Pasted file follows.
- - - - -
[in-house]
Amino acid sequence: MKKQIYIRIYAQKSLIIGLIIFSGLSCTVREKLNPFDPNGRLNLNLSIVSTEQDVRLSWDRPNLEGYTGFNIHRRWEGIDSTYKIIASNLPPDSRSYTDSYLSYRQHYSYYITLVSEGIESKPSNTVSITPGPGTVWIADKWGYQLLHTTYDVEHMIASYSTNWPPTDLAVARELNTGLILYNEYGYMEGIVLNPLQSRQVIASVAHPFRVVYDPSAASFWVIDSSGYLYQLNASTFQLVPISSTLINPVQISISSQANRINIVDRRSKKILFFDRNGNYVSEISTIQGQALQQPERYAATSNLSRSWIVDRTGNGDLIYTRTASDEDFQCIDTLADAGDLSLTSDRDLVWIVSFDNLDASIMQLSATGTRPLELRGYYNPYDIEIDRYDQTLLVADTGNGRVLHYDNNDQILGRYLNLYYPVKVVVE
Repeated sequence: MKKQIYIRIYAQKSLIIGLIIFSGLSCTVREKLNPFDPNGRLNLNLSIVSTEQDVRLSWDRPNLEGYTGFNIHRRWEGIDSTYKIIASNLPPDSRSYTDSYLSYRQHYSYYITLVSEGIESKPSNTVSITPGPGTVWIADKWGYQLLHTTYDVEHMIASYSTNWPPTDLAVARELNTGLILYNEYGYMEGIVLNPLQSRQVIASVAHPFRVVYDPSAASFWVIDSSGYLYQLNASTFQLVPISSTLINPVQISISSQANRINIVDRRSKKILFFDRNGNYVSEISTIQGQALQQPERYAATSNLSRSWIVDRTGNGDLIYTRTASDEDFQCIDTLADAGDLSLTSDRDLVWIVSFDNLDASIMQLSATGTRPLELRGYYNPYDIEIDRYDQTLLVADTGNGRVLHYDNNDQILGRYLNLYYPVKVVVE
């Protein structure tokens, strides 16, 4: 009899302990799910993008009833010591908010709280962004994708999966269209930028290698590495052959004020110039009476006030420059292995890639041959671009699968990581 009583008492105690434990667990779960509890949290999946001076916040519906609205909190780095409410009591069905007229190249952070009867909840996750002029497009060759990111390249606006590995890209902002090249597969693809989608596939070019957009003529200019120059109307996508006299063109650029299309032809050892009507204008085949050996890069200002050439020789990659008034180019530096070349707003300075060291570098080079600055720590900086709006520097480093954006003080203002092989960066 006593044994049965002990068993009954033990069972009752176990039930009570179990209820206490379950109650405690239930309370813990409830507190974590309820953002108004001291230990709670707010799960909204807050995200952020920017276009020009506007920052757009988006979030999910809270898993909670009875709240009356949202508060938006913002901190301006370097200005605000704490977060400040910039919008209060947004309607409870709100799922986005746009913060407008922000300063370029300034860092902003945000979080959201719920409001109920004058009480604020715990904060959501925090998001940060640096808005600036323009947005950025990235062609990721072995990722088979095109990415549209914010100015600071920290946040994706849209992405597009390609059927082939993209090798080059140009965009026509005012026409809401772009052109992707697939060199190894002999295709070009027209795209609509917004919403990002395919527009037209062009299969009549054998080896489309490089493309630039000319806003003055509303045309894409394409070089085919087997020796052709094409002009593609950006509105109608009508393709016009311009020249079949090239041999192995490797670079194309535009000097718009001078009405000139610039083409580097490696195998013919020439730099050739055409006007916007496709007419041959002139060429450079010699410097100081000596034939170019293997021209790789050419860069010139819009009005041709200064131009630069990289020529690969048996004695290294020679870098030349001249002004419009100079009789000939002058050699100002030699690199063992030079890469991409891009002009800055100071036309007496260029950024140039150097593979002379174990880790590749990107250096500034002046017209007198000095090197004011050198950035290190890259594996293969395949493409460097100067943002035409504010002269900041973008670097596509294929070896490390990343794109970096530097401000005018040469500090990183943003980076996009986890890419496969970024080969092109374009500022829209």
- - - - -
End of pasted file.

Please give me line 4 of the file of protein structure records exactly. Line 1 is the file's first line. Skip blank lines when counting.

């Protein structure tokens, strides 16, 4: 009899302990799910993008009833010591908010709280962004994708999966269209930028290698590495052959004020110039009476006030420059292995890639041959671009699968990581 009583008492105690434990667990779960509890949290999946001076916040519906609205909190780095409410009591069905007229190249952070009867909840996750002029497009060759990111390249606006590995890209902002090249597969693809989608596939070019957009003529200019120059109307996508006299063109650029299309032809050892009507204008085949050996890069200002050439020789990659008034180019530096070349707003300075060291570098080079600055720590900086709006520097480093954006003080203002092989960066 006593044994049965002990068993009954033990069972009752176990039930009570179990209820206490379950109650405690239930309370813990409830507190974590309820953002108004001291230990709670707010799960909204807050995200952020920017276009020009506007920052757009988006979030999910809270898993909670009875709240009356949202508060938006913002901190301006370097200005605000704490977060400040910039919008209060947004309607409870709100799922986005746009913060407008922000300063370029300034860092902003945000979080959201719920409001109920004058009480604020715990904060959501925090998001940060640096808005600036323009947005950025990235062609990721072995990722088979095109990415549209914010100015600071920290946040994706849209992405597009390609059927082939993209090798080059140009965009026509005012026409809401772009052109992707697939060199190894002999295709070009027209795209609509917004919403990002395919527009037209062009299969009549054998080896489309490089493309630039000319806003003055509303045309894409394409070089085919087997020796052709094409002009593609950006509105109608009508393709016009311009020249079949090239041999192995490797670079194309535009000097718009001078009405000139610039083409580097490696195998013919020439730099050739055409006007916007496709007419041959002139060429450079010699410097100081000596034939170019293997021209790789050419860069010139819009009005041709200064131009630069990289020529690969048996004695290294020679870098030349001249002004419009100079009789000939002058050699100002030699690199063992030079890469991409891009002009800055100071036309007496260029950024140039150097593979002379174990880790590749990107250096500034002046017209007198000095090197004011050198950035290190890259594996293969395949493409460097100067943002035409504010002269900041973008670097596509294929070896490390990343794109970096530097401000005018040469500090990183943003980076996009986890890419496969970024080969092109374009500022829209």